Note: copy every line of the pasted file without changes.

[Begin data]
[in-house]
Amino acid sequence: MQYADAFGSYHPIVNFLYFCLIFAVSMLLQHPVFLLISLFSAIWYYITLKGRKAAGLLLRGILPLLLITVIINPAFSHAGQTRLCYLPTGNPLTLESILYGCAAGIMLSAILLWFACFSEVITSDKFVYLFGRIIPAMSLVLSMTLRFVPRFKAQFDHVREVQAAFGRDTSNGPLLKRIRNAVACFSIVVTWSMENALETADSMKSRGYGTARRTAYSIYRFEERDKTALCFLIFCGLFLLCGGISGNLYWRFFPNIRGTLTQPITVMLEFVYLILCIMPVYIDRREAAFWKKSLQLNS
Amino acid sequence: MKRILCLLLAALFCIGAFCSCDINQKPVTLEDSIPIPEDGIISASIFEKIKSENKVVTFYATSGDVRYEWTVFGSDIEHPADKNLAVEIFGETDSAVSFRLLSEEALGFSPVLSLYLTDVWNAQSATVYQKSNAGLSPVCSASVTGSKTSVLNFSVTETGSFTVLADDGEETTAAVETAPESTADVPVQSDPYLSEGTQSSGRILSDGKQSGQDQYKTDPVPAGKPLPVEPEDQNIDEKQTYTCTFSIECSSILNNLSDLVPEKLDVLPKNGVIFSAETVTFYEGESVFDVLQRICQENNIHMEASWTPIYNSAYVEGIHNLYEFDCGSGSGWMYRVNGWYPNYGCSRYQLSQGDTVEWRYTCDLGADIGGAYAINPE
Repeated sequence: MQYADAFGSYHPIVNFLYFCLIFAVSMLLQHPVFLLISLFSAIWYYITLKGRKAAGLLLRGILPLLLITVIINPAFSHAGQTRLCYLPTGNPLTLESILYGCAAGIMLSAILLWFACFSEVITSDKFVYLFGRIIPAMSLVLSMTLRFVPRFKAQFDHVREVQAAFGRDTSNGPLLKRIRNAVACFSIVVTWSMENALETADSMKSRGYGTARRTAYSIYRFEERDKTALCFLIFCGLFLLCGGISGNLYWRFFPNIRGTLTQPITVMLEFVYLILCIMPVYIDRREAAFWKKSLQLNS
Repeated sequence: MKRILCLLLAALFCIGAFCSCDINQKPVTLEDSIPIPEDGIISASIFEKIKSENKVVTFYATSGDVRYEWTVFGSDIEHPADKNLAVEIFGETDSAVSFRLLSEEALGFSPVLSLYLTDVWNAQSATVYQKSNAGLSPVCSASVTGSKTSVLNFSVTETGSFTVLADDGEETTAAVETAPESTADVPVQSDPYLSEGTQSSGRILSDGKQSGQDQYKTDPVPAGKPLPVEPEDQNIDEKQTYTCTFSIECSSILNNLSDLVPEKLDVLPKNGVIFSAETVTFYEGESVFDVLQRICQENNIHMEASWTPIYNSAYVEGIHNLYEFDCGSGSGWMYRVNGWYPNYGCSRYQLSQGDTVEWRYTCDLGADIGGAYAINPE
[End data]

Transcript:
[in-house]
Amino acid sequence: MQYADAFGSYHPIVNFLYFCLIFAVSMLLQHPVFLLISLFSAIWYYITLKGRKAAGLLLRGILPLLLITVIINPAFSHAGQTRLCYLPTGNPLTLESILYGCAAGIMLSAILLWFACFSEVITSDKFVYLFGRIIPAMSLVLSMTLRFVPRFKAQFDHVREVQAAFGRDTSNGPLLKRIRNAVACFSIVVTWSMENALETADSMKSRGYGTARRTAYSIYRFEERDKTALCFLIFCGLFLLCGGISGNLYWRFFPNIRGTLTQPITVMLEFVYLILCIMPVYIDRREAAFWKKSLQLNS
Amino acid sequence: MKRILCLLLAALFCIGAFCSCDINQKPVTLEDSIPIPEDGIISASIFEKIKSENKVVTFYATSGDVRYEWTVFGSDIEHPADKNLAVEIFGETDSAVSFRLLSEEALGFSPVLSLYLTDVWNAQSATVYQKSNAGLSPVCSASVTGSKTSVLNFSVTETGSFTVLADDGEETTAAVETAPESTADVPVQSDPYLSEGTQSSGRILSDGKQSGQDQYKTDPVPAGKPLPVEPEDQNIDEKQTYTCTFSIECSSILNNLSDLVPEKLDVLPKNGVIFSAETVTFYEGESVFDVLQRICQENNIHMEASWTPIYNSAYVEGIHNLYEFDCGSGSGWMYRVNGWYPNYGCSRYQLSQGDTVEWRYTCDLGADIGGAYAINPE
Repeated sequence: MQYADAFGSYHPIVNFLYFCLIFAVSMLLQHPVFLLISLFSAIWYYITLKGRKAAGLLLRGILPLLLITVIINPAFSHAGQTRLCYLPTGNPLTLESILYGCAAGIMLSAILLWFACFSEVITSDKFVYLFGRIIPAMSLVLSMTLRFVPRFKAQFDHVREVQAAFGRDTSNGPLLKRIRNAVACFSIVVTWSMENALETADSMKSRGYGTARRTAYSIYRFEERDKTALCFLIFCGLFLLCGGISGNLYWRFFPNIRGTLTQPITVMLEFVYLILCIMPVYIDRREAAFWKKSLQLNS
Repeated sequence: MKRILCLLLAALFCIGAFCSCDINQKPVTLEDSIPIPEDGIISASIFEKIKSENKVVTFYATSGDVRYEWTVFGSDIEHPADKNLAVEIFGETDSAVSFRLLSEEALGFSPVLSLYLTDVWNAQSATVYQKSNAGLSPVCSASVTGSKTSVLNFSVTETGSFTVLADDGEETTAAVETAPESTADVPVQSDPYLSEGTQSSGRILSDGKQSGQDQYKTDPVPAGKPLPVEPEDQNIDEKQTYTCTFSIECSSILNNLSDLVPEKLDVLPKNGVIFSAETVTFYEGESVFDVLQRICQENNIHMEASWTPIYNSAYVEGIHNLYEFDCGSGSGWMYRVNGWYPNYGCSRYQLSQGDTVEWRYTCDLGADIGGAYAINPE